Next the Critic reviews kielbasa brands very little known by American general public, those which are consumed as cold cuts, usually with rye bread and relishes. In this category our products won in four styles of kielbasa! Below are Mr. Rosengarten's reviews:

These are the predecessors of.....Slim Jims! Now don't get nervous: I've never been fond of Slim Jims (I just looked at their list of ingredients at the market, which includes "mechanically separated chicken meat!"). They always seem nastily smoky (artificially so), with a real dead, industrial quality, and a bizarre texture not reminiscent of real meat. The kabanosy is the anti-Slim Jim Slim Jim. I was surprised by how much I love these....and by my alreadyforming plans to make them regular occupants of my refrigerator. In my tasting, the masterpiece, for me, was Sweet Poland's "kabanosky swojskie," or "smoked links, old country style" ($7.99 per lb.) These babies are on the fat side, about 3/4" in diameter, dark orange outside, light pink inside. Lovely snap before a soft, delightfully fatty chew. Smoky, peppery, porky, even the "b" word..... bacon-y! Excellent lingering taste of meat and fat.
Again, I have seen kielbasa kielbasa called this....but have more often seen it applied to no-cook. The key concept behind the name: this is "hunter's sausage." I assume that means something the hunters could take with them....therefore it's a sausage that stands up a little better unrefrigerated, on the road. It starts with more spicing, more garlic, is typically cured for three days, then smoked for seven hours....a little longer than usual. The one I really loved in my tasting was Sweet Poland's "kielbaski mysliwskie" ($6.99 per lb.) It's 1 1/2" wide, with a copper-colored, wrinkled skin, and a coarse grind. The chew is fatty and bouncy (me like!), and the flavor features ideal amounts of garlic and smoke. Bite as is, or slice for sandwiches.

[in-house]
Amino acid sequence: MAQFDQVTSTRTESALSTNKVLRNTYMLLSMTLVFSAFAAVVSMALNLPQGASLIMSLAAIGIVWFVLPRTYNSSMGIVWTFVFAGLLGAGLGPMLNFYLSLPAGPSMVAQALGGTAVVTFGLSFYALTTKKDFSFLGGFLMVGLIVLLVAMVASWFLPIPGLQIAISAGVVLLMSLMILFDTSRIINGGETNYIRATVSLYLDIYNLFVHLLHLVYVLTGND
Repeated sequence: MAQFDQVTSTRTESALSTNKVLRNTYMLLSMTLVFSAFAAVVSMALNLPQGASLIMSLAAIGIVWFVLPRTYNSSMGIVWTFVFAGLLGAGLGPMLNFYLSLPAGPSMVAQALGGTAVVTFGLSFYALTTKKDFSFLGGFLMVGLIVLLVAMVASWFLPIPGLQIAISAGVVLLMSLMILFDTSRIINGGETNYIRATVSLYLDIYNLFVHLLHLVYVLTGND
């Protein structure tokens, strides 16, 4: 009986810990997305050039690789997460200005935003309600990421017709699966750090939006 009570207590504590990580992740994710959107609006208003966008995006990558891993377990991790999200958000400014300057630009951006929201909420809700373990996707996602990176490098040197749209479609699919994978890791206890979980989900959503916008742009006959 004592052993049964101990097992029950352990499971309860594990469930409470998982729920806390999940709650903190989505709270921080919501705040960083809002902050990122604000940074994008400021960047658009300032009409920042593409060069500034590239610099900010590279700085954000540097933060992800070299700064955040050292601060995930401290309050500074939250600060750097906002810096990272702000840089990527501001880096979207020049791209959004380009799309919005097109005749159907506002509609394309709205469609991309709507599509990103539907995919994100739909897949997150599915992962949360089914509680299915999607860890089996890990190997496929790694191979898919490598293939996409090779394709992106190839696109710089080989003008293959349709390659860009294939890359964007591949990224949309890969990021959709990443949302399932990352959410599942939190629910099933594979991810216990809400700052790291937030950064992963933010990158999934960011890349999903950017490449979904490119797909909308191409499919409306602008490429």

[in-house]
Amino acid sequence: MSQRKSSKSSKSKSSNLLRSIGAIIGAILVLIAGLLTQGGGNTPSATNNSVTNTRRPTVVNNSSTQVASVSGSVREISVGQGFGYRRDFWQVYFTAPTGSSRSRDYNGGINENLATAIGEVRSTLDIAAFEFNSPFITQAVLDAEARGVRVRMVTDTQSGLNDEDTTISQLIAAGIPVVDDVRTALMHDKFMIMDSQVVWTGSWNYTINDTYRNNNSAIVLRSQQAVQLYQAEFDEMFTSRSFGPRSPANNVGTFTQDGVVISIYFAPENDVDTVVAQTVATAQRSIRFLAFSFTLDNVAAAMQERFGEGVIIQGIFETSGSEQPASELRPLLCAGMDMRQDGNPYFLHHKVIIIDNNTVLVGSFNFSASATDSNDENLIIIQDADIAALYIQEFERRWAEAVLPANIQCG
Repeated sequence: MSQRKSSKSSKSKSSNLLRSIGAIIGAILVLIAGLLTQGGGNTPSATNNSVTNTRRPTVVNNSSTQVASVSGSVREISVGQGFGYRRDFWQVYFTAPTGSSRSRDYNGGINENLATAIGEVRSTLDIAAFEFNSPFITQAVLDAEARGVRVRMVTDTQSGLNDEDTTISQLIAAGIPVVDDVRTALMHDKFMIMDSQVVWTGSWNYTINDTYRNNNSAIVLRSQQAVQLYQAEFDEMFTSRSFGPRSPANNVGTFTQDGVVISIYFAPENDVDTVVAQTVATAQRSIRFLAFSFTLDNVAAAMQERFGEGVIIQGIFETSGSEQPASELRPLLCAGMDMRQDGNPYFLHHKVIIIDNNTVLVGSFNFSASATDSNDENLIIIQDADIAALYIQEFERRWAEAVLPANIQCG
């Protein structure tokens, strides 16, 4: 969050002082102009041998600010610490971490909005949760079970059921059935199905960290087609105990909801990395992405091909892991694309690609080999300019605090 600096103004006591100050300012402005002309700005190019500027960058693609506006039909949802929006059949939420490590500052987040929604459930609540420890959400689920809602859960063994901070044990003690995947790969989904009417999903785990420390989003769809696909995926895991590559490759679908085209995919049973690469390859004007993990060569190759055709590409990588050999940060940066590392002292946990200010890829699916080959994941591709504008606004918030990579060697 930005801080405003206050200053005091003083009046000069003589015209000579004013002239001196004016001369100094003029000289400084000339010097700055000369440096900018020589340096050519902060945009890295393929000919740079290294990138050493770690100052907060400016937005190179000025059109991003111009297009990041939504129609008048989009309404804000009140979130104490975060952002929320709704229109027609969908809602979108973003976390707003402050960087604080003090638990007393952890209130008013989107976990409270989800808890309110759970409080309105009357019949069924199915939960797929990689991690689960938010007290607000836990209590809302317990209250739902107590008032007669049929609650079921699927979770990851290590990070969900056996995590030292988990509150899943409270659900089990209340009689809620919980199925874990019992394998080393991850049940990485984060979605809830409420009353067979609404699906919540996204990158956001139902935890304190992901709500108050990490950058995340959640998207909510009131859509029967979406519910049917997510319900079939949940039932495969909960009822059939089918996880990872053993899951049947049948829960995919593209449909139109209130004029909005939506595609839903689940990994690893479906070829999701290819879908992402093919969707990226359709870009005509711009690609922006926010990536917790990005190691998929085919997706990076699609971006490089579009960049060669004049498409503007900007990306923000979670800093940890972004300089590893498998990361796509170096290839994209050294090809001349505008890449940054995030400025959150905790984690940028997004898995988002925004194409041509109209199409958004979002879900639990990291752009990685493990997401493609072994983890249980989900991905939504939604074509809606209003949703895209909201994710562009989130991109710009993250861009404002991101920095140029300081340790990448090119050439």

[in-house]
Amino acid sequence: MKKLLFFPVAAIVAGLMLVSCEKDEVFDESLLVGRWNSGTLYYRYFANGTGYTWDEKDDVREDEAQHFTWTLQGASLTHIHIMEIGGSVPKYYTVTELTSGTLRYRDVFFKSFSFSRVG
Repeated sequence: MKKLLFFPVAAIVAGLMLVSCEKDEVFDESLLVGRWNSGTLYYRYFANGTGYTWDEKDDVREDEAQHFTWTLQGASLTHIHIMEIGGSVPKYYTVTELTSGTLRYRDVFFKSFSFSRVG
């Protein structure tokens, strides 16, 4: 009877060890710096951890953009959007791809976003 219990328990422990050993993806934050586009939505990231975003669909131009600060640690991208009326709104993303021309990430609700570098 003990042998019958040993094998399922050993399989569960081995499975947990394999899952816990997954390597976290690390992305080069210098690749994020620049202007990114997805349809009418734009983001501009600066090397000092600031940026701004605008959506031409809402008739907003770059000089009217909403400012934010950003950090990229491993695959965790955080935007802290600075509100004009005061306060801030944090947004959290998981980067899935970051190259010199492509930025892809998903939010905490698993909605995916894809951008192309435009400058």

This is a regional reference, obviously: Krakow-style sausage, from the city of Krakow. Add "sucha," and you've got dried Krakow-style sausage. In my tastings, this is as-is sausage, fat (like 2 1/4" diameter, almost bologna-size), with big chunks of ham inside; one source calls it "a blend of Canadian bacon and salami." The big winner in this style was Sweet Poland, with their splendid "krakowska sucha" ($7.99 per lb.) With this expensive, luxurious sausage you get the feeling of a tenderloin, or "tsar-cut" smoked salmon-a thick, lean middle. The idea with this sausage is to contemplate its elegance, not to hunt for complex flavors.
Another sausage, like the Krakowska Sucha, to be cut into big rounds and eaten on a sandwich. I prefer this one, actually; the name translates to "home-made style," and you can sense its rusticity next to the Krakowska Sucha's elegance. It is a strongly smoked sausage, chunky but less chunky than the Krakowska, with a dark-roasted outside. Again, it is Sweet Poland with the big score here. I love their "kielbasa domowa" ($6.99 per lb.). It's 1 1/2" across, with lovely pale pink mixed-meat inside, and a really winning smoky-roasty taste.

All Sweet Poland's kielbasy are made by the Bacik Company of New York located in the Polish neighborhood of Greenpoint. You've read the opinions of the leading American food critic and I guess I know what you are feeling. So just look at the pictures of those amazing kielbasa brands, click on the links and you will taste them yourself in no time!